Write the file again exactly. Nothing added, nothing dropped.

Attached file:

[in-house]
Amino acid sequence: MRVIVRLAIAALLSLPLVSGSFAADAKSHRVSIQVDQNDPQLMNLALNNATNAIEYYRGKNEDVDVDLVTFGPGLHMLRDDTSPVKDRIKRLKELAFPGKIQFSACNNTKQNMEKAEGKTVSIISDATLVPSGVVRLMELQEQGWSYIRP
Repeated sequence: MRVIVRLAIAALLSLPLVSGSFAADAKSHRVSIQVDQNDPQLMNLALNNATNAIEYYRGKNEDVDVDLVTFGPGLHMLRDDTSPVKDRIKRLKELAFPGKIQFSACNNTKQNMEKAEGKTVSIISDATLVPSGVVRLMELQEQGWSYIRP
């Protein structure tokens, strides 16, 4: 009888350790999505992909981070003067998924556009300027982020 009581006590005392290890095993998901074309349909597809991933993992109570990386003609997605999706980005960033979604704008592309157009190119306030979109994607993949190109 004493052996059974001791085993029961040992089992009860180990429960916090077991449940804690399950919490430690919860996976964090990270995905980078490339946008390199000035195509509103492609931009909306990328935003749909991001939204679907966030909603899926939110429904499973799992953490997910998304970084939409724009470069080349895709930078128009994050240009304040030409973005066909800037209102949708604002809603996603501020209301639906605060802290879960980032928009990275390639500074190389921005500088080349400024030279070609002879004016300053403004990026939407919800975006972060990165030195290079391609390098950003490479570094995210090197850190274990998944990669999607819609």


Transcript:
[in-house]
Amino acid sequence: MRVIVRLAIAALLSLPLVSGSFAADAKSHRVSIQVDQNDPQLMNLALNNATNAIEYYRGKNEDVDVDLVTFGPGLHMLRDDTSPVKDRIKRLKELAFPGKIQFSACNNTKQNMEKAEGKTVSIISDATLVPSGVVRLMELQEQGWSYIRP
Repeated sequence: MRVIVRLAIAALLSLPLVSGSFAADAKSHRVSIQVDQNDPQLMNLALNNATNAIEYYRGKNEDVDVDLVTFGPGLHMLRDDTSPVKDRIKRLKELAFPGKIQFSACNNTKQNMEKAEGKTVSIISDATLVPSGVVRLMELQEQGWSYIRP
């Protein structure tokens, strides 16, 4: 009888350790999505992909981070003067998924556009300027982020 009581006590005392290890095993998901074309349909597809991933993992109570990386003609997605999706980005960033979604704008592309157009190119306030979109994607993949190109 004493052996059974001791085993029961040992089992009860180990429960916090077991449940804690399950919490430690919860996976964090990270995905980078490339946008390199000035195509509103492609931009909306990328935003749909991001939204679907966030909603899926939110429904499973799992953490997910998304970084939409724009470069080349895709930078128009994050240009304040030409973005066909800037209102949708604002809603996603501020209301639906605060802290879960980032928009990275390639500074190389921005500088080349400024030279070609002879004016300053403004990026939407919800975006972060990165030195290079391609390098950003490479570094995210090197850190274990998944990669999607819609």